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South Korea Proposes Anti-Japan Memorial in China


An Jung-geun is a national hero in South Korea. In 1909, at the dawn of Japan’s 35-year brutal colonial rule over the Korean peninsula, he killed former Japanese Prime Minister and then-Resident General of Korea Ito Hirobumi at Harbin Train Station in Heilongjiang province, China. He later wrote out 15 reasons why Ito Hirobumi deserved death, including the murder of the Korean empress and the massacre of Korean civilians. Korean schoolchildren now visit his statue in Seoul.

Why does an assassination more than a hundred years ago matter today? Because several days ago the South Korean President, who just finished a very friendly visit to China, proposed that China erect a monument to An on the site of the assassination. “He is a historical figure respected by the peoples of South Korea and China,” Park Geun-hye told the Chinese President over lunch. Xi Jinping said he would instruct the relevant agencies to consider it.

China and South Korea have grown especially friendly recently. Both countries have territorial disputes with Tokyo. Japan’s nationalist Prime Minister has also irked both Beijing and Seoul by questioning the accepted record of Japanese war crimes in World War II. Aggressive Japanese posturing and nationalist rhetoric, as well as a mutual desire to calm the belligerent North Koreans, has brought Seoul and Beijing together and pushed Tokyo into a lonely corner. New South Korean Presidents typically visit the US and then Japan on their first official trips abroad; President Park broke with this tradition when she chose for her second official trip not Japan but China, where she was jubilantly received.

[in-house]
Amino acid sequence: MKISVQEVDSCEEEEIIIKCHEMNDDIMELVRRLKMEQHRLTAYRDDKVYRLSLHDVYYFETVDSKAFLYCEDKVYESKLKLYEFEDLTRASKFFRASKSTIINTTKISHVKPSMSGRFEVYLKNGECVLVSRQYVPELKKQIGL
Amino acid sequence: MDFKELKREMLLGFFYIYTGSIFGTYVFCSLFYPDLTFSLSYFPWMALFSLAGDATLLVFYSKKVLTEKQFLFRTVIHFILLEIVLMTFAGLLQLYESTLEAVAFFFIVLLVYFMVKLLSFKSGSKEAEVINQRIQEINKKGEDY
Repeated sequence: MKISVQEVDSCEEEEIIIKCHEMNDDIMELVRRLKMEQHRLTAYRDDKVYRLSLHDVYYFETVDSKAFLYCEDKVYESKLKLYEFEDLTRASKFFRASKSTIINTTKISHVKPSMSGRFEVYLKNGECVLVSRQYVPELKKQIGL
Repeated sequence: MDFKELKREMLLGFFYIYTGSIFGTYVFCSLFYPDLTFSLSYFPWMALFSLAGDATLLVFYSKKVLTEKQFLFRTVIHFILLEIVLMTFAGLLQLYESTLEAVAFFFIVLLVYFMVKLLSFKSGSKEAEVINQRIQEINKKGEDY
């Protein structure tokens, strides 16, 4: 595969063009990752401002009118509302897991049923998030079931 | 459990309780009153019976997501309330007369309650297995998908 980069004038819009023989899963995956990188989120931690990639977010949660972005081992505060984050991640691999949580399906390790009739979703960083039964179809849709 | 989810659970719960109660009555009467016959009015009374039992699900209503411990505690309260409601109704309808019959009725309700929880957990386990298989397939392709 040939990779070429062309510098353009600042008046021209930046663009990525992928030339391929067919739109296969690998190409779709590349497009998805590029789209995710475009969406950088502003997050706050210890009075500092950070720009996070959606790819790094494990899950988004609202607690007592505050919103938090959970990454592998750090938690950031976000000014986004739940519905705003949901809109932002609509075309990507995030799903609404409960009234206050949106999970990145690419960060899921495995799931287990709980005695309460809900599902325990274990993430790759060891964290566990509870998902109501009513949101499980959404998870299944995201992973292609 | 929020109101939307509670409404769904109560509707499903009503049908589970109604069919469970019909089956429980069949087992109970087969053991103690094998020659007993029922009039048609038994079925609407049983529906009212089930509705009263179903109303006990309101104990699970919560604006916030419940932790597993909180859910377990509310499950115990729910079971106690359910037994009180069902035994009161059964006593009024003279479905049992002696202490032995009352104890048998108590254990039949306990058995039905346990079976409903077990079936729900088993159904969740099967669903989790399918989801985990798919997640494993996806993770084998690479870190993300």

Beijing would love to pull South Korea away from the United States and Japan—and, eventually perhaps, help reunite the Korean peninsula.

[Photo of An Jung-geun courtesy of Wikimedia Commons]

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  • Philopoemen

    I don’t blame the South Koreans. Japan hasn’t been particularly repentant about its past deeds, whether in Korea or China (see: Nanking)

    • Jim__L

      Aren’t most of the people who perpetrated those deeds dead?

      Pestering the living as if they were guilty just begs for them to resent the injustice of the charges.

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